Whilst the delusional Energy and Climate Change Secretary Ed Davey continues to fantasise about constructing 30,000 wind turbines in the middle of the North Sea to replace the electricity generated by the Drax power station, those of us not living in La-La Land but in the Real World are wondering when it will be that the shale gas reserves in the UK will begin to be exploited on a scale other than the experimental.
Latest indications are that the amount of shale gas in the British Isles has been significantly under-estimated and we could have even more – much more than previous optimistic predictions.
If the powers that be are prepared to take on the what will be fanatically organised resistance of the Green brigades – something we consider extremely unlikely until the UK’s population are driven to absolute exasperation by rolling power-cuts – indications are that not only will UK produced shale gas be able to supply all UK electrical power generation needs, but that it will be physically practical and economically feasible to convert this gaseous fuel into a liquid form for use as a road fuel.
This holds out the prospect that the UK will not only be entirely self sufficient in the energy it needs to generate all the electricity it needs and also to replace the current natural gas (that is presently used industrially and domestically) with shale gas, but that the UK will become self sufficient in road fuels as well.
That this is possible is clearly indicated by the report below:
The implications for the future prosperity, balance of payments and energy security of the UK are clear.
Of course, what is needed to exploit this wonderful new resource is courage to take on what we repeat will be organised and fanatical resistance from the Green brigades. This resistance will take on predictable forms. We will have well funded legal challenges at every stage of the planning and construction process. This in and of itself could effectively stop the UK shale gas boom before it begins. In addition to this we will have numerous direct action and civil disobedience campaigns by the Green brigades. Be in now doubt: the resistance will be determined, well funded and persistent.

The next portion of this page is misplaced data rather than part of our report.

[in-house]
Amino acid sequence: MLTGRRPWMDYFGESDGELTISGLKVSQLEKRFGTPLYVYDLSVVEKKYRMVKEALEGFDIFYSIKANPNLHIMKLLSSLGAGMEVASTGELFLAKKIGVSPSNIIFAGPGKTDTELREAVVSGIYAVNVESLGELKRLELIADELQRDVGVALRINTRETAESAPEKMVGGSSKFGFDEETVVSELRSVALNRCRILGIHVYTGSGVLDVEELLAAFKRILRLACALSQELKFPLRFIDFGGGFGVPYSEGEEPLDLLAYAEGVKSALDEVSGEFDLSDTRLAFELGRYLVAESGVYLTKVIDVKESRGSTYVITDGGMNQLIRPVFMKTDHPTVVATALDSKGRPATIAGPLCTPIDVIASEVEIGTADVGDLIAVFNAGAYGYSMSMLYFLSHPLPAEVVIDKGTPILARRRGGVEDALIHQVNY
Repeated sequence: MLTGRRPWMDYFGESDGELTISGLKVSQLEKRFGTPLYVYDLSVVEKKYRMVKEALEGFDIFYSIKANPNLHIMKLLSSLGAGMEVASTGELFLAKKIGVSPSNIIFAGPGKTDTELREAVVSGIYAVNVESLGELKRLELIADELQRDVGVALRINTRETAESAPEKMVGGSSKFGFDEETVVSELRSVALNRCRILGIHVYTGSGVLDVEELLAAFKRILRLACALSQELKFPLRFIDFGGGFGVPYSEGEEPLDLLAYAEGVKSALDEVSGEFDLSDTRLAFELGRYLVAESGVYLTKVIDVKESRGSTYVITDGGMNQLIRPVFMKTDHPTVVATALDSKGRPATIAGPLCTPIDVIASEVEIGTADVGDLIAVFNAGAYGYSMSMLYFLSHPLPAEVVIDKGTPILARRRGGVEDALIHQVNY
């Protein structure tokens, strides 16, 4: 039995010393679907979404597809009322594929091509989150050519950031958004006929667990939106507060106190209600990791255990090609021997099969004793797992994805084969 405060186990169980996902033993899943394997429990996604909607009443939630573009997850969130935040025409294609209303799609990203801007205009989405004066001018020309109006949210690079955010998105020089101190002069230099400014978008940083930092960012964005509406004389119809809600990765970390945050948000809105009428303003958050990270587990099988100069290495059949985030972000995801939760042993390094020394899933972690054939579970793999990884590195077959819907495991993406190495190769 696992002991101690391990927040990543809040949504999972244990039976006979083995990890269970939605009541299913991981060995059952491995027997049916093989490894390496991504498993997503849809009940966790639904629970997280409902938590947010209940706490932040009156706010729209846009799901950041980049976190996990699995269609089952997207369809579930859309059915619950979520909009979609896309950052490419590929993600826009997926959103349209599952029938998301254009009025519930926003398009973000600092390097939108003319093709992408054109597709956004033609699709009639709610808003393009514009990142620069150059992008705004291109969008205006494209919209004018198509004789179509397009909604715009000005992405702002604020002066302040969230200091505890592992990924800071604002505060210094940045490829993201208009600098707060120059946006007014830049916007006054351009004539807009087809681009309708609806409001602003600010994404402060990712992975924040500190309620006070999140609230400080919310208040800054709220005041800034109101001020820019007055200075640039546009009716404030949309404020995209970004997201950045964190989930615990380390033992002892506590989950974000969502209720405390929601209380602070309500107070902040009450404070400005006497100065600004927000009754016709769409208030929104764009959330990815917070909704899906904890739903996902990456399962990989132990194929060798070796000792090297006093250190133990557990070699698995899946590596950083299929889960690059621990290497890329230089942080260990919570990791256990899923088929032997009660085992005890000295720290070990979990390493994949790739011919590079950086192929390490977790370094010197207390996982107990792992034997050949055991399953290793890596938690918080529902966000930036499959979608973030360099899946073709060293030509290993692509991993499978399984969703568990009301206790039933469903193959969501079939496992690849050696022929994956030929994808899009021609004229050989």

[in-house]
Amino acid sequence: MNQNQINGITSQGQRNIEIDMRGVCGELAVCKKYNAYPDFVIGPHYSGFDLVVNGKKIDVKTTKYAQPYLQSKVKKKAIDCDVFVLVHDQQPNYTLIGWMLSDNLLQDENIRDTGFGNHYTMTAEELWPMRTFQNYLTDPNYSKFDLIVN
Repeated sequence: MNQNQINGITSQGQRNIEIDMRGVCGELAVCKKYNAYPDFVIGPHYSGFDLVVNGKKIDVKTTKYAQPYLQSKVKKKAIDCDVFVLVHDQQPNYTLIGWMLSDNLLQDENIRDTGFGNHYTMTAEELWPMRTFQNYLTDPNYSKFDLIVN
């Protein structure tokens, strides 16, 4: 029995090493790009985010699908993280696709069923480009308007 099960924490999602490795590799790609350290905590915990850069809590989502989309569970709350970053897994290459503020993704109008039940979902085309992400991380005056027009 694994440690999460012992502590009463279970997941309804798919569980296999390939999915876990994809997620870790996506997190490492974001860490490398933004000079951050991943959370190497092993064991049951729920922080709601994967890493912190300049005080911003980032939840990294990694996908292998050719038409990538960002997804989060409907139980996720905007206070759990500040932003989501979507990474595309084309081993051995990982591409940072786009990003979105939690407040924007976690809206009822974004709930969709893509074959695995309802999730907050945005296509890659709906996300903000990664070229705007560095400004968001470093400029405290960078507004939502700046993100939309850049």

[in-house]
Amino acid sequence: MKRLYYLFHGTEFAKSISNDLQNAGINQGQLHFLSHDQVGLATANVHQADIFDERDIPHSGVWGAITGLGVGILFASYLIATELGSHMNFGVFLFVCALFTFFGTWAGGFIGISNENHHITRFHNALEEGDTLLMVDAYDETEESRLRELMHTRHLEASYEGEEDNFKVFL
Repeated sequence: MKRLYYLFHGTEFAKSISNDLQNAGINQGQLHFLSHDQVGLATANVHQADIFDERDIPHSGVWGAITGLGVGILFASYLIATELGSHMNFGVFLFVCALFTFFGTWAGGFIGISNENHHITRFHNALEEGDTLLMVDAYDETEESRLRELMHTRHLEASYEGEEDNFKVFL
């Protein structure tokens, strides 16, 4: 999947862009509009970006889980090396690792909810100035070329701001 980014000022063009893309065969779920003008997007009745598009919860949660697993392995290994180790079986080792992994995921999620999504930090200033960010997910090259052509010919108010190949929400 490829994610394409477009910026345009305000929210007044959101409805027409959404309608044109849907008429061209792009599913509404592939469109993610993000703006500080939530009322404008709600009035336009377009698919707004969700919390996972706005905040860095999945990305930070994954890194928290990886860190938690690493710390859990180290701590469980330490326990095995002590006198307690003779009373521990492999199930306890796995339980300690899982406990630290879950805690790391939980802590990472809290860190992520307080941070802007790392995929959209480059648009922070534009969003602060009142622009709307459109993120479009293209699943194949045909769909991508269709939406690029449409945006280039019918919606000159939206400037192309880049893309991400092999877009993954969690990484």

The only practical way to defeat this is by radical legislation to allow for the rapid exploitation of shale gas and for anti-protest powers to be given to the police – the numbers of which will have to be radically increased.
This will inevitably lead to a confrontation not only between protestors and security forces on the streets but in the European Court of Human rights which will undoubtedly declare the UK will be in breach of its obligations. This will have to be ignored.
This of course will have international consequences. Germany – a country even more under the Green thumb that the UK – will deplore such actions. This is where a British Prime Minister will require the courage displayed by Sir Winston Churchill. A furious – nay incandescent – German Chancellor will have to be faced down. The Chancellor of Germany will have to be told – in no uncertain terms – that any attempt by Germany to halt or interfere with the UK’s plans to establish for itself energy security, will have serious consequences.
This of course in and of itself is a most serious problem as the British Gazette does not know of any UK currently elected politician capable of doing this. The Editor does know certain patriotic individuals with whom he is personally acquainted and is confident that these patriots could and would rise to the challenge were they ever to take the Oath of Privy Councillor. An oath we know that these individuals would honour.